All’s well at the end of the day. Niki found a wider spot, we retreated to find the sought after aire on the other side of the road, next to a wonderful wooded area with a river flowing by. Some more vino rehydration and we were, if not happy, at least Contented Campers.


The Middle of … France

A long day’s travel from Staufen to Saulzais-le-Potier along a mixture of roads, not made any better by the innumerable road works, deviations, let’s make this narrower, I think we can slow traffic down here kind of approach to summer travels. The 600km took around 8 hours to drive, letting us know that a) the van is slower than a car b) I am a slow driver c) narrow roads slow you down even more. Can’t wait to see the result when the three above will be added to d) mountains in Norway.

So here we are, in the centre of France (with a picture to prove it). Fortunately today we awoke to a thunderstorm, relieving the heat of the past few days. In fact the aircon barely dented the heat on the drive down. Lovely waking to the sound of rain – and not having to step out of a dripping tent to make rain. Lewis, where are you, mate?

Interesting town, perhaps not noted for rapid movement in any particular direction. Bakery closed on Mondays, (large) police station only open on Tuesdays and Saturdays (half-days, if you please), and a car covered in thick green moss parked on the main street. A slower pace, perhaps, in rural France.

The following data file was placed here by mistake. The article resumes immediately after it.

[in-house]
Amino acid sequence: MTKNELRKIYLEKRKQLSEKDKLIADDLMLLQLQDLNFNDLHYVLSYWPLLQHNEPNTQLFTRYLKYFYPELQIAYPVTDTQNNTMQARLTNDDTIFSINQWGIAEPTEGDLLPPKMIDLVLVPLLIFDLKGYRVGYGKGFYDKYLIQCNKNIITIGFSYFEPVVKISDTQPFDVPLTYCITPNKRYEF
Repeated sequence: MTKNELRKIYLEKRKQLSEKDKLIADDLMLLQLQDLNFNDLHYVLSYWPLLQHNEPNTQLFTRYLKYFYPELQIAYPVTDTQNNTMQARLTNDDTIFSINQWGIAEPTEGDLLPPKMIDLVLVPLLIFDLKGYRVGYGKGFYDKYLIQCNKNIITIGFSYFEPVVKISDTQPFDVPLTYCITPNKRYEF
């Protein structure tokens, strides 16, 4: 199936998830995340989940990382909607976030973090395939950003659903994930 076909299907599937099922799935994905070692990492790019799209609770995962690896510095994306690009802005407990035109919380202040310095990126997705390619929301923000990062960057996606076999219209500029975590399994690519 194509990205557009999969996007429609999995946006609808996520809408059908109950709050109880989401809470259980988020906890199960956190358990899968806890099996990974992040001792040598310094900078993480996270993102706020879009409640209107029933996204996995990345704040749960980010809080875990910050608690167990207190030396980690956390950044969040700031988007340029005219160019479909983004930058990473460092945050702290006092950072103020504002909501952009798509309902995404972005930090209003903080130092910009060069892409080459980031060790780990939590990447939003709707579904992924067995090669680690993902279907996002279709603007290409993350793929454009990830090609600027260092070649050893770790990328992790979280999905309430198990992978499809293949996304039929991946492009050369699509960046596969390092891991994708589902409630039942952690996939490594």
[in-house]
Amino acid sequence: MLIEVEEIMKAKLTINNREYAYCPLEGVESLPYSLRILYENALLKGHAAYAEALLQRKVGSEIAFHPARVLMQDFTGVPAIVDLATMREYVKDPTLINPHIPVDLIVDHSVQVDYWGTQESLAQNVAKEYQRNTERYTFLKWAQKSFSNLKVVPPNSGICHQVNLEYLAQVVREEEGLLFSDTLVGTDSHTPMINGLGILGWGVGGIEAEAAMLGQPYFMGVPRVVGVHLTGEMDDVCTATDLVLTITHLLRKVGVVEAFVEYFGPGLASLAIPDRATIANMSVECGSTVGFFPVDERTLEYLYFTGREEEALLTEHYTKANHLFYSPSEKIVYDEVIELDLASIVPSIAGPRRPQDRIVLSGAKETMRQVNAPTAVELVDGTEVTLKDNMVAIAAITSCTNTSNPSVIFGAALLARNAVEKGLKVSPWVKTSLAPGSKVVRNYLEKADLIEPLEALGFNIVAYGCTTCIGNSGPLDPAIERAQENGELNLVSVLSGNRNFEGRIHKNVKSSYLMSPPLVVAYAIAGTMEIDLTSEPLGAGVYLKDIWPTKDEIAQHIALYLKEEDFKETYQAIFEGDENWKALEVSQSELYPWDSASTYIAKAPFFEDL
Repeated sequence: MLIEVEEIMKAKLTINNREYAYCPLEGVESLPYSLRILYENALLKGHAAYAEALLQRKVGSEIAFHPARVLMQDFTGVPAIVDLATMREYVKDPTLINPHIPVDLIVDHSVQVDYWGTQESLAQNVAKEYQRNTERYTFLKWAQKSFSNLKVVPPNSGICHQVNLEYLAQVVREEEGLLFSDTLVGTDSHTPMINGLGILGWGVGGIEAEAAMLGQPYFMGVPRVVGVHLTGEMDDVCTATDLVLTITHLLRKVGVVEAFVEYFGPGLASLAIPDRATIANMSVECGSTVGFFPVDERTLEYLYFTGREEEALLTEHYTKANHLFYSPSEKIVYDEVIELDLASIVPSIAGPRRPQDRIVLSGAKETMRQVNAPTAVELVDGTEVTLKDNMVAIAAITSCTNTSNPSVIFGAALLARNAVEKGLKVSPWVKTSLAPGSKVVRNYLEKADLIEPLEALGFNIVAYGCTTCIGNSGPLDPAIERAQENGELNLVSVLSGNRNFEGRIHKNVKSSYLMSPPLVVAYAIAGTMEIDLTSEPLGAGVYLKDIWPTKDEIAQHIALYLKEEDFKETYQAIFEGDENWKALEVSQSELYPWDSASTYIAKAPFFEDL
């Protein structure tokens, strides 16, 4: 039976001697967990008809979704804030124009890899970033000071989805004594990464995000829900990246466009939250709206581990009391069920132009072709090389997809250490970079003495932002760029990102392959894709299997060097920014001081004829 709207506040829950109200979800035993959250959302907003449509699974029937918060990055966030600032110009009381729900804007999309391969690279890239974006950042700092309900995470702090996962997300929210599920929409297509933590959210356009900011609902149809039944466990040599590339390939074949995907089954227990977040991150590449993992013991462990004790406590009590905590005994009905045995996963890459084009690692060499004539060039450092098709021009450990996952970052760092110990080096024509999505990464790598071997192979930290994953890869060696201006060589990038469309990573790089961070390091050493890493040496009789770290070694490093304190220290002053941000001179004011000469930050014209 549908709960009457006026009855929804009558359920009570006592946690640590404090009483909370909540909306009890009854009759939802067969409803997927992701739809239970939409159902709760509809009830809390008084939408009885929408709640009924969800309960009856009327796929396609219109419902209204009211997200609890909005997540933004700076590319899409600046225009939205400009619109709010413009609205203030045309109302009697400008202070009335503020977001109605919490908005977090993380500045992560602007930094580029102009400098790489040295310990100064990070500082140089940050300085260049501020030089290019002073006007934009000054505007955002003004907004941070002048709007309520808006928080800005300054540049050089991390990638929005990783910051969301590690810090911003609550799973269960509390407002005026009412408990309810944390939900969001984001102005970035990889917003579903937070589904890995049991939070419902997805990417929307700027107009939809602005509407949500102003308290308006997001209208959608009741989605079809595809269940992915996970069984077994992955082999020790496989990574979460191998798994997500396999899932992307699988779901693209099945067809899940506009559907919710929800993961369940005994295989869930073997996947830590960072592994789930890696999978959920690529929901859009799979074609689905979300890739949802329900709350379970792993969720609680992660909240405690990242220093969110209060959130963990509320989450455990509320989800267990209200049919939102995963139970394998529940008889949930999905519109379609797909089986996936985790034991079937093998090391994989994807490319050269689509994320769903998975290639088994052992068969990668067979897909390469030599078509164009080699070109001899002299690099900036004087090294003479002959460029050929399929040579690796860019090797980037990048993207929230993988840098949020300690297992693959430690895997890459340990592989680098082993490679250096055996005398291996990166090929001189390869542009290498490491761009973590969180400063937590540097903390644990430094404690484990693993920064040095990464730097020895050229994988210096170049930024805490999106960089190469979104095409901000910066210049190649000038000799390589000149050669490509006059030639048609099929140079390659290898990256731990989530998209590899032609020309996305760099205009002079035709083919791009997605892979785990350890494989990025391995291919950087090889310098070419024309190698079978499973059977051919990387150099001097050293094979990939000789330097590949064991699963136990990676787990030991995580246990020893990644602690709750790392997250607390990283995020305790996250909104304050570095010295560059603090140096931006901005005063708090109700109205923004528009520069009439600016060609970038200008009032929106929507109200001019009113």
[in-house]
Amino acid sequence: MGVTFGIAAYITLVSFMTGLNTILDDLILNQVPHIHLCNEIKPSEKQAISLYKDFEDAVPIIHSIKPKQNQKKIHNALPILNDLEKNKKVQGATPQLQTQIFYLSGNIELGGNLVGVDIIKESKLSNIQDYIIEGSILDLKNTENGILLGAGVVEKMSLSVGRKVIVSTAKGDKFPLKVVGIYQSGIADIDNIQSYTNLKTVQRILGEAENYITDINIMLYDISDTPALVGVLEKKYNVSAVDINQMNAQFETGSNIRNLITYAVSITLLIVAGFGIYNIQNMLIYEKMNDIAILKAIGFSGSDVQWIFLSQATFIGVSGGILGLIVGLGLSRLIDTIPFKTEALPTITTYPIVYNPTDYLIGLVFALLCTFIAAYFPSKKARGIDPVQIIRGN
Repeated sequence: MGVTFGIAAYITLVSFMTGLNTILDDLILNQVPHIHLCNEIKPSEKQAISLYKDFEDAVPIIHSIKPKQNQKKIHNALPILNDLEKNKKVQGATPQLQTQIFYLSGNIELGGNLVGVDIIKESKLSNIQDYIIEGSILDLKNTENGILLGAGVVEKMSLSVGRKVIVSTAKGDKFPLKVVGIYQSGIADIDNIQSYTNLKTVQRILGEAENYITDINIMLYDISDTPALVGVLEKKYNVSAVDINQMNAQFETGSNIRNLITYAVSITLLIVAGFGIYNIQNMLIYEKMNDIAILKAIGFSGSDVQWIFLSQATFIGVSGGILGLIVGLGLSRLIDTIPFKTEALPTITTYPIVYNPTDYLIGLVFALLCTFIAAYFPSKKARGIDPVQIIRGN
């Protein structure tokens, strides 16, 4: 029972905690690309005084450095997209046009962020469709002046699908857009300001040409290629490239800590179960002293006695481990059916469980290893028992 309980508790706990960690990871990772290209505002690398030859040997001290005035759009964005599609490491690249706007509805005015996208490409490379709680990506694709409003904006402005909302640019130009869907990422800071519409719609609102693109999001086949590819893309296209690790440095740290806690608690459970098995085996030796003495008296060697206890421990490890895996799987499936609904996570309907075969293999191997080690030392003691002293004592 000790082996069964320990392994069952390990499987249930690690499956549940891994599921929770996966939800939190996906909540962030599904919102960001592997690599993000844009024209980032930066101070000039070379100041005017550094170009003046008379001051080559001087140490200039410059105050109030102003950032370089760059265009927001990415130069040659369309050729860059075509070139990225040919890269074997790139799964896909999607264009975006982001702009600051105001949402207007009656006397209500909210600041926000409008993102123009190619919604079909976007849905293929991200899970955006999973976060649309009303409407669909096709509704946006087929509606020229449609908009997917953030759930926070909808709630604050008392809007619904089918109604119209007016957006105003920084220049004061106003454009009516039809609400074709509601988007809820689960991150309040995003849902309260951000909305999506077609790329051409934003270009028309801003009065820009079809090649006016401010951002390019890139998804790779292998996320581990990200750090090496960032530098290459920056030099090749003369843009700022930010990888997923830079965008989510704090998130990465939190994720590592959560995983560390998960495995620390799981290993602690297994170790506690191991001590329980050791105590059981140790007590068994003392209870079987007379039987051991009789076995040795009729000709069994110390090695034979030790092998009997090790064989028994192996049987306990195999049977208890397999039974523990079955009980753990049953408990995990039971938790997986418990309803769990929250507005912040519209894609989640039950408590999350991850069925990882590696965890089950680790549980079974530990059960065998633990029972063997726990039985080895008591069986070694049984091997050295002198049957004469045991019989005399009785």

Took time out after the morning rain to cycle to Saint-Amand along the newly renovated canal, or parts of it in any case. Workmen at the one end were very happy to wave us through a section clearly marked as No Entry, and then waved us back when we returned, defeated by a fence across the path some 2 km down the road. They all seemed happy …

We did get to see the Centre of France (according to a local Abbe), or one version of that, as well as the very nice Ainay  le Chateau, complete with moat. Lovely day out, followed by a well deserved swim and fresh, rehydrating beer – just what the nutritionist ordered. Just as well our shipment did not arrive today, ‘cos we weren’t home!